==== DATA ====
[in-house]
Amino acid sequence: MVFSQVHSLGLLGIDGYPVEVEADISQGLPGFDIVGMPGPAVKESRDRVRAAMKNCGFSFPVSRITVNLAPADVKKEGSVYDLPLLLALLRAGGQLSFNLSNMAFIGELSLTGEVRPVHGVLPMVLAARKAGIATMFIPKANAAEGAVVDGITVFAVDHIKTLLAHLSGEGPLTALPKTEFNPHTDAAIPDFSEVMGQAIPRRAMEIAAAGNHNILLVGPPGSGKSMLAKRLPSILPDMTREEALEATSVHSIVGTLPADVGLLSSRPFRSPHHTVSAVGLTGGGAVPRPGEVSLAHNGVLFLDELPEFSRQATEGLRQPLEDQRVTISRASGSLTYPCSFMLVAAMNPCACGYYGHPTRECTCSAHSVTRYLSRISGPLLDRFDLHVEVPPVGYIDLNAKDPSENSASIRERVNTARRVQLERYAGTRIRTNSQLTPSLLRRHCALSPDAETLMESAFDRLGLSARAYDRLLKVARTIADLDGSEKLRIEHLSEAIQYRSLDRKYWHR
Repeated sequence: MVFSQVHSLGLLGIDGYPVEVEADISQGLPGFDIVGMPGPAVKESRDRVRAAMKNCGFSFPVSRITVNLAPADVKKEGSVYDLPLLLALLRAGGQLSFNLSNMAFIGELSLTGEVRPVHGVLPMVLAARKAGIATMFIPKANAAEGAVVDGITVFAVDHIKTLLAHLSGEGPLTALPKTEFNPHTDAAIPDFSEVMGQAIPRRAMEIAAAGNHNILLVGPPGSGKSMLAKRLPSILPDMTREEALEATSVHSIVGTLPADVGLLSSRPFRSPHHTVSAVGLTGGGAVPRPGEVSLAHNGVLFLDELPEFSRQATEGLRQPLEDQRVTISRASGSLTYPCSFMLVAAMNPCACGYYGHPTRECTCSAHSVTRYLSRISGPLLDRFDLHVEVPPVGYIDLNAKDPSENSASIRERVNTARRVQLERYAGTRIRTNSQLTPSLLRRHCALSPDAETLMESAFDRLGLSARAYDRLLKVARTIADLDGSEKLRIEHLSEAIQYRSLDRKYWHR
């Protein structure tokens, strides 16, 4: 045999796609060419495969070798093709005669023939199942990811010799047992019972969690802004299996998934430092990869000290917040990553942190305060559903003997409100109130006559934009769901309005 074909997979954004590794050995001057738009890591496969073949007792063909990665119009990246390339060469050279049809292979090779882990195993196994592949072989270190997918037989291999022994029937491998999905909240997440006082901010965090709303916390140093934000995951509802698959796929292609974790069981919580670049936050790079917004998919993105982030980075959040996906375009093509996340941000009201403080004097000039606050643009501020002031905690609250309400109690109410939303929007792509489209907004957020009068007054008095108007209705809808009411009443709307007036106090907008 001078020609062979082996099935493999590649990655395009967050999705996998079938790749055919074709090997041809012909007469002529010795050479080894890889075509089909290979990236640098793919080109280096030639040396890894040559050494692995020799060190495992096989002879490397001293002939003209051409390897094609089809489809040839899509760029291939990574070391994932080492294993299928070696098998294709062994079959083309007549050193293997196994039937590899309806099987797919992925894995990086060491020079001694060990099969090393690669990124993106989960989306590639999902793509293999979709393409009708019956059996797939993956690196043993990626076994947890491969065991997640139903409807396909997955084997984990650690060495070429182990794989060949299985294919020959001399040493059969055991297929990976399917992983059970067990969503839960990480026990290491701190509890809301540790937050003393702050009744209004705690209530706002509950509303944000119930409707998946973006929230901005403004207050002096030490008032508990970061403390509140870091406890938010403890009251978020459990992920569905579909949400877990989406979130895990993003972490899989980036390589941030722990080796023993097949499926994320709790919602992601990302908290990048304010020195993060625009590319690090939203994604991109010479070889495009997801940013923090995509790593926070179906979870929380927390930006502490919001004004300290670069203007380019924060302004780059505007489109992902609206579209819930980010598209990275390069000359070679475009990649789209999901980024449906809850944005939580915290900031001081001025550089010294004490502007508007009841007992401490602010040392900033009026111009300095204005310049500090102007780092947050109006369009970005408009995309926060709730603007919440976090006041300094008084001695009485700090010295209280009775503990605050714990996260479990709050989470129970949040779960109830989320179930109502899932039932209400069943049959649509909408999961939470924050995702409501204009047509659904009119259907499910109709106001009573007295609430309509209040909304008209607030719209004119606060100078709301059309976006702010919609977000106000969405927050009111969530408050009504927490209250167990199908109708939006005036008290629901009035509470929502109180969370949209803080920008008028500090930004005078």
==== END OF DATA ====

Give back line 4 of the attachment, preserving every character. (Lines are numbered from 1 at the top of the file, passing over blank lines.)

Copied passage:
């Protein structure tokens, strides 16, 4: 045999796609060419495969070798093709005669023939199942990811010799047992019972969690802004299996998934430092990869000290917040990553942190305060559903003997409100109130006559934009769901309005 074909997979954004590794050995001057738009890591496969073949007792063909990665119009990246390339060469050279049809292979090779882990195993196994592949072989270190997918037989291999022994029937491998999905909240997440006082901010965090709303916390140093934000995951509802698959796929292609974790069981919580670049936050790079917004998919993105982030980075959040996906375009093509996340941000009201403080004097000039606050643009501020002031905690609250309400109690109410939303929007792509489209907004957020009068007054008095108007209705809808009411009443709307007036106090907008 001078020609062979082996099935493999590649990655395009967050999705996998079938790749055919074709090997041809012909007469002529010795050479080894890889075509089909290979990236640098793919080109280096030639040396890894040559050494692995020799060190495992096989002879490397001293002939003209051409390897094609089809489809040839899509760029291939990574070391994932080492294993299928070696098998294709062994079959083309007549050193293997196994039937590899309806099987797919992925894995990086060491020079001694060990099969090393690669990124993106989960989306590639999902793509293999979709393409009708019956059996797939993956690196043993990626076994947890491969065991997640139903409807396909997955084997984990650690060495070429182990794989060949299985294919020959001399040493059969055991297929990976399917992983059970067990969503839960990480026990290491701190509890809301540790937050003393702050009744209004705690209530706002509950509303944000119930409707998946973006929230901005403004207050002096030490008032508990970061403390509140870091406890938010403890009251978020459990992920569905579909949400877990989406979130895990993003972490899989980036390589941030722990080796023993097949499926994320709790919602992601990302908290990048304010020195993060625009590319690090939203994604991109010479070889495009997801940013923090995509790593926070179906979870929380927390930006502490919001004004300290670069203007380019924060302004780059505007489109992902609206579209819930980010598209990275390069000359070679475009990649789209999901980024449906809850944005939580915290900031001081001025550089010294004490502007508007009841007992401490602010040392900033009026111009300095204005310049500090102007780092947050109006369009970005408009995309926060709730603007919440976090006041300094008084001695009485700090010295209280009775503990605050714990996260479990709050989470129970949040779960109830989320179930109502899932039932209400069943049959649509909408999961939470924050995702409501204009047509659904009119259907499910109709106001009573007295609430309509209040909304008209607030719209004119606060100078709301059309976006702010919609977000106000969405927050009111969530408050009504927490209250167990199908109708939006005036008290629901009035509470929502109180969370949209803080920008008028500090930004005078």